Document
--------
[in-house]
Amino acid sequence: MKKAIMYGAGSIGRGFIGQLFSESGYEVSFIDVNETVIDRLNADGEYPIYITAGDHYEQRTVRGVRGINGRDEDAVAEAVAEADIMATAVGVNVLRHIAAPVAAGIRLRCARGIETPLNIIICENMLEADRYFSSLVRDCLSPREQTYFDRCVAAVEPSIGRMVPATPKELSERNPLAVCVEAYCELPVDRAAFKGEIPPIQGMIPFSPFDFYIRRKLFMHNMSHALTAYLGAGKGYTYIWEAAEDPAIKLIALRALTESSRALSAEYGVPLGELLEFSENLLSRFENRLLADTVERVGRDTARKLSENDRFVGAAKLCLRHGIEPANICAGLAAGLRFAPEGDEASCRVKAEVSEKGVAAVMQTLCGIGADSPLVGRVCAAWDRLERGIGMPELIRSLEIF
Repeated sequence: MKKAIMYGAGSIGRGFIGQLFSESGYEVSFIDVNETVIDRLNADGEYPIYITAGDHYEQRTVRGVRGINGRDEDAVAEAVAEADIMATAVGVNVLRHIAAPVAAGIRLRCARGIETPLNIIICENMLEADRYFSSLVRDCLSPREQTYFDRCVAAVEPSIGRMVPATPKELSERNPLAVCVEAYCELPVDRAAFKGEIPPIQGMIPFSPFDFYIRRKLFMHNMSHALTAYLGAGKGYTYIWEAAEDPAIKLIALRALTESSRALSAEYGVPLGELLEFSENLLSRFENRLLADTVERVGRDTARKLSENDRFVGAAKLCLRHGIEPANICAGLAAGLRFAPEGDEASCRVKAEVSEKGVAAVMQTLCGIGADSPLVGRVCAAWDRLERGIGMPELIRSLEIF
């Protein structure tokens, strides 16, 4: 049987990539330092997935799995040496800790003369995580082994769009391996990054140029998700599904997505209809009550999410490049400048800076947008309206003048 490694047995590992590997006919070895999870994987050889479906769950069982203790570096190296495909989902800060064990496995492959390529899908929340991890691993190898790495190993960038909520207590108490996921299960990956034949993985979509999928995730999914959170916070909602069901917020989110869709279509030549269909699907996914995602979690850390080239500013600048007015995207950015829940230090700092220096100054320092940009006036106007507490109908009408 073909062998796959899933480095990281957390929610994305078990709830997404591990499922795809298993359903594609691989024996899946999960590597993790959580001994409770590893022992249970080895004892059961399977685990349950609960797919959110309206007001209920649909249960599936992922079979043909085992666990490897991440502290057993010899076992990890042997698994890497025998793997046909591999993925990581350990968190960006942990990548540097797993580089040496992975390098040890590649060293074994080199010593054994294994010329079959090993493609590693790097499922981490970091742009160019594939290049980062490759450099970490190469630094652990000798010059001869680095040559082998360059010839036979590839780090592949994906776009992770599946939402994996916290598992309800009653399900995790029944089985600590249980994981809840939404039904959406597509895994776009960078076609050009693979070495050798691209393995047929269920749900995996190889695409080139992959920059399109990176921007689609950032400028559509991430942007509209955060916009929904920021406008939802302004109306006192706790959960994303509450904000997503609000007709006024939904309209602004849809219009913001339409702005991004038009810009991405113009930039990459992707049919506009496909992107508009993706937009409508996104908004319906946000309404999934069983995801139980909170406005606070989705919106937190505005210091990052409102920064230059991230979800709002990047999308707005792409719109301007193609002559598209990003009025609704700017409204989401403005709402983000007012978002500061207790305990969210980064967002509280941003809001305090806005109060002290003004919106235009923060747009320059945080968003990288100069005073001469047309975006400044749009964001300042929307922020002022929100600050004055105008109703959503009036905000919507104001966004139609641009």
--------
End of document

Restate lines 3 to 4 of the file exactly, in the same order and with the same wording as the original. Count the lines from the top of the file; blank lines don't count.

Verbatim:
Repeated sequence: MKKAIMYGAGSIGRGFIGQLFSESGYEVSFIDVNETVIDRLNADGEYPIYITAGDHYEQRTVRGVRGINGRDEDAVAEAVAEADIMATAVGVNVLRHIAAPVAAGIRLRCARGIETPLNIIICENMLEADRYFSSLVRDCLSPREQTYFDRCVAAVEPSIGRMVPATPKELSERNPLAVCVEAYCELPVDRAAFKGEIPPIQGMIPFSPFDFYIRRKLFMHNMSHALTAYLGAGKGYTYIWEAAEDPAIKLIALRALTESSRALSAEYGVPLGELLEFSENLLSRFENRLLADTVERVGRDTARKLSENDRFVGAAKLCLRHGIEPANICAGLAAGLRFAPEGDEASCRVKAEVSEKGVAAVMQTLCGIGADSPLVGRVCAAWDRLERGIGMPELIRSLEIF
């Protein structure tokens, strides 16, 4: 049987990539330092997935799995040496800790003369995580082994769009391996990054140029998700599904997505209809009550999410490049400048800076947008309206003048 490694047995590992590997006919070895999870994987050889479906769950069982203790570096190296495909989902800060064990496995492959390529899908929340991890691993190898790495190993960038909520207590108490996921299960990956034949993985979509999928995730999914959170916070909602069901917020989110869709279509030549269909699907996914995602979690850390080239500013600048007015995207950015829940230090700092220096100054320092940009006036106007507490109908009408 073909062998796959899933480095990281957390929610994305078990709830997404591990499922795809298993359903594609691989024996899946999960590597993790959580001994409770590893022992249970080895004892059961399977685990349950609960797919959110309206007001209920649909249960599936992922079979043909085992666990490897991440502290057993010899076992990890042997698994890497025998793997046909591999993925990581350990968190960006942990990548540097797993580089040496992975390098040890590649060293074994080199010593054994294994010329079959090993493609590693790097499922981490970091742009160019594939290049980062490759450099970490190469630094652990000798010059001869680095040559082998360059010839036979590839780090592949994906776009992770599946939402994996916290598992309800009653399900995790029944089985600590249980994981809840939404039904959406597509895994776009960078076609050009693979070495050798691209393995047929269920749900995996190889695409080139992959920059399109990176921007689609950032400028559509991430942007509209955060916009929904920021406008939802302004109306006192706790959960994303509450904000997503609000007709006024939904309209602004849809219009913001339409702005991004038009810009991405113009930039990459992707049919506009496909992107508009993706937009409508996104908004319906946000309404999934069983995801139980909170406005606070989705919106937190505005210091990052409102920064230059991230979800709002990047999308707005792409719109301007193609002559598209990003009025609704700017409204989401403005709402983000007012978002500061207790305990969210980064967002509280941003809001305090806005109060002290003004919106235009923060747009320059945080968003990288100069005073001469047309975006400044749009964001300042929307922020002022929100600050004055105008109703959503009036905000919507104001966004139609641009």